Details are in the caption following the image
Frequency distributions of collocated Moderate Resolution Imaging Spectroradiometer (MODIS) and Community Multiscale Air Quality (CMAQ) aerosol optical depth (AOD) at 550 nm over the model domain for all the CMAQ experiments and at all assimilation times (top panel). Histograms of the correlation coefficient and mean bias for the three CMAQ experiments (bottom panel). The vertical bars on the histograms show the bootstrap confidence intervals.
Table 2. Domain-Wide Statistical Comparison of Collocated CMAQ and MODIS AOD at 15 Z, 18 Z, and 21 Z for All the CMAQ Experiments
Time MODIS CMAQ (BKG) CMAQ (MET_BE) CMAQ (MET + EMIS_BE)
15 Z 0.22 ± 0.17a 0.07 ± 0.05 0.09 ± 0.05 0.13 ± 0.07
18 Z 0.19 ± 0.22 0.05 ± 0.05 0.07 ± 0.06 0.10 ± 0.08
21 Z 0.16 ± 0.18 0.04 ± 0.03 0.05 ± 0.04 0.08 ± 0.05
  • a Mean ± standard deviation; AOD, aerosol optical depth; CMAQ, Community Multiscale Air, Quality; MODIS, Moderate Resolution Imaging Spectroradiometer.

The increase in correlation coefficient in both the MET_BE and MET + EMIS_BE experiments is higher than that (0.03–0.06) reported in previous studies (e.g., McHenry et al., 2015; Schwartz et al., 2012) employing a variational data assimilation scheme over a domain similar to the one used here. Previous studies also reported a reduction in the MB of 0.03–0.07 (McHenry et al., 2015; Schwartz et al., 2012; Tang et al., 2017) that is higher than the MET_BE experiment but is comparable for the MET + EMIS_BE experiment. The assimilation of MODIS AOD using a different method called Optimal Interpolation (OI) produces larger increments in CMAQ AOD (e.g., Tang et al., 2017; Chai et al., 2017). Tang et al. (2017) attributed larger increments in the OI than the GSI to the use of stronger background errors in the OI. A similar behavior is found here, where larger departures from the background are found for MET + EMIS_BE compared to MET_BE as larger standard deviation values are used in MET + EMIS_BE (Figure 3) generating a closer fit to the observations being assimilated (Figure 5).

The GSI translates changes in CMAQ AOD to the AMASSI, AMASSJ, and AMASSK because we are using total aerosol mass per mode as control variables. The analysis increments in the lowest model layer AMASSI, AMASSJ, and AMASSK due to the assimilation of MODIS AOD at 18 Z averaged over the whole study period for the MET_BE and MET + EMIS_BE experiments are shown in Figure 6. MODIS AOD assimilation mostly leads to positive increments in aerosol mass for all the modes with the highest increments in AMASSJ. Analysis increments in both AMASSI and AMASSJ are much larger for the MET + EMIS_BE experiment compared to MET_BE. For instance, AMASSI increments increase from 0.001–0.002 μg/m3 in the MET_BE experiment to more than 0.005 μg/m3 in MET + EMIS_BE over many parts of the domain. Similarly, AMASSJ for MET + EMIS_BE is much larger (1–6 μg/m3) compared to the MET_BE experiment (<1 μg/m3) especially in Oregon, Washington, Idaho, Montana, North Dakota, South Dakota, Nebraska, Minnesota, Wisconsin, and the Great Lakes. Larger increments in the northwest contiguous United States in the MET + EMIS_BE experiments is also in contrast with Schwartz et al. (2012), who found little improvement in aerosol mass concentrations after assimilation of MODIS AOD. The differences in AMASSI and AMASSJ analysis increments between the MET_BE and MET + EMIS_BE are higher for northern CONUS because of larger difference between the background error variances for the two experiments at northern latitudes (see Figure 3). The AMASSK analysis increment for the MET + EMIS_BE experiment is smaller compared to the MET_BE experiment. This is because the background error standard deviation values are the highest for AMASSK in the MET_BE experiment, and thus, GSI produces larger analysis increments in the coarse mode. Similar spatial distribution of average analysis increments in AMASSI and AMASSJ are seen at 15 Z and 21 Z (Figures S5 and S6).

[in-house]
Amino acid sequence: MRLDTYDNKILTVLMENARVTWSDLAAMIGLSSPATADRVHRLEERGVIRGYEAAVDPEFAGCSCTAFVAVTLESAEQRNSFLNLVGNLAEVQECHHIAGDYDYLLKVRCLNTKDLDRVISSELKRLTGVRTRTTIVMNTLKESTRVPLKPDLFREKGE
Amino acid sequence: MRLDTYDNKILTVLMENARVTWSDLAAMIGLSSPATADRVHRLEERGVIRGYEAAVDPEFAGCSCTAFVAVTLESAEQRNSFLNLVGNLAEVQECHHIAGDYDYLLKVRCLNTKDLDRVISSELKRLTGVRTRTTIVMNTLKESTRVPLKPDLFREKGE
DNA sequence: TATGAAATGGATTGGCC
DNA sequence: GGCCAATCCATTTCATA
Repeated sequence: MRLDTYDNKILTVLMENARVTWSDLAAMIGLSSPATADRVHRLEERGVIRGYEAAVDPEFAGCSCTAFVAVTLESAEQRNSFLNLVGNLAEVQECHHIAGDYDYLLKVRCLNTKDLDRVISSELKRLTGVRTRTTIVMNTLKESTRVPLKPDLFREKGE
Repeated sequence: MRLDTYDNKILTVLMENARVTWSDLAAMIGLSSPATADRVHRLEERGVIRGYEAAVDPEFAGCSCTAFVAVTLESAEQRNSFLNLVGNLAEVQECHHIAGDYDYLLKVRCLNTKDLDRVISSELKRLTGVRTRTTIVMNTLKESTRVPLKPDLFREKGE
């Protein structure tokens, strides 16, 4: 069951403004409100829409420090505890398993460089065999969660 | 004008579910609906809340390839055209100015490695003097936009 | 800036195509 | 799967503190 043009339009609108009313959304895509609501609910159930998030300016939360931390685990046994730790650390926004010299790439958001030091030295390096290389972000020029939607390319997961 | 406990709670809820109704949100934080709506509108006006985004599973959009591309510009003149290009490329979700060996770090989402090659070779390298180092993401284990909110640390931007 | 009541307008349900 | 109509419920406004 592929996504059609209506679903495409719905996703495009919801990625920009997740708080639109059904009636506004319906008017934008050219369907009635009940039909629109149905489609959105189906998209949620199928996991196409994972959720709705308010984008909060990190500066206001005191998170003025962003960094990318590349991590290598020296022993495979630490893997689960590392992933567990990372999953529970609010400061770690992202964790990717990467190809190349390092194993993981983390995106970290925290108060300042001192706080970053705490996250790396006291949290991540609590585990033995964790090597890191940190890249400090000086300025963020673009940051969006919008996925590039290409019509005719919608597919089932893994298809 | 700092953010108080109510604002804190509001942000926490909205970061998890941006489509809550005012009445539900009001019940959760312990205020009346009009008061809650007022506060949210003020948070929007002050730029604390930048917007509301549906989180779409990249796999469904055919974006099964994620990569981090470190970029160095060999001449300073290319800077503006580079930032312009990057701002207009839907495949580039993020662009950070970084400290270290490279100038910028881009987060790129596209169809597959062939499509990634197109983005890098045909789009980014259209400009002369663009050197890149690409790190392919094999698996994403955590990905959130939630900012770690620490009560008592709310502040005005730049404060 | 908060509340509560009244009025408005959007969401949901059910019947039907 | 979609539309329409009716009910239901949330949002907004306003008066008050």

Details are in the caption following the image
Analysis increments in surface layer AMASSI, AMASSJ, and AMASSK averaged over the whole study period for both the MET_BE and MET + EMIS_BE experiments at 18 Z. Note different color scale used for AMASSI.